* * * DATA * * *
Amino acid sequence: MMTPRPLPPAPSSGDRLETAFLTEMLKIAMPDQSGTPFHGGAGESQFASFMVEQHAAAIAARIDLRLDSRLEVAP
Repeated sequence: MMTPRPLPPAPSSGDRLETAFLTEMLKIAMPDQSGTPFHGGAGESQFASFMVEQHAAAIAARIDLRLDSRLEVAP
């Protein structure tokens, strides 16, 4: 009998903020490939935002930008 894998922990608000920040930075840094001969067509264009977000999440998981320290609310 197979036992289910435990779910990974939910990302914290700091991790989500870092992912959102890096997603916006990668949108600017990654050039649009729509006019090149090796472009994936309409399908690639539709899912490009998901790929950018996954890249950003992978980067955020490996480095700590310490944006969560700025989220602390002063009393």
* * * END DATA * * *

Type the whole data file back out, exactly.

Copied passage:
Amino acid sequence: MMTPRPLPPAPSSGDRLETAFLTEMLKIAMPDQSGTPFHGGAGESQFASFMVEQHAAAIAARIDLRLDSRLEVAP
Repeated sequence: MMTPRPLPPAPSSGDRLETAFLTEMLKIAMPDQSGTPFHGGAGESQFASFMVEQHAAAIAARIDLRLDSRLEVAP
């Protein structure tokens, strides 16, 4: 009998903020490939935002930008 894998922990608000920040930075840094001969067509264009977000999440998981320290609310 197979036992289910435990779910990974939910990302914290700091991790989500870092992912959102890096997603916006990668949108600017990654050039649009729509006019090149090796472009994936309409399908690639539709899912490009998901790929950018996954890249950003992978980067955020490996480095700590310490944006969560700025989220602390002063009393």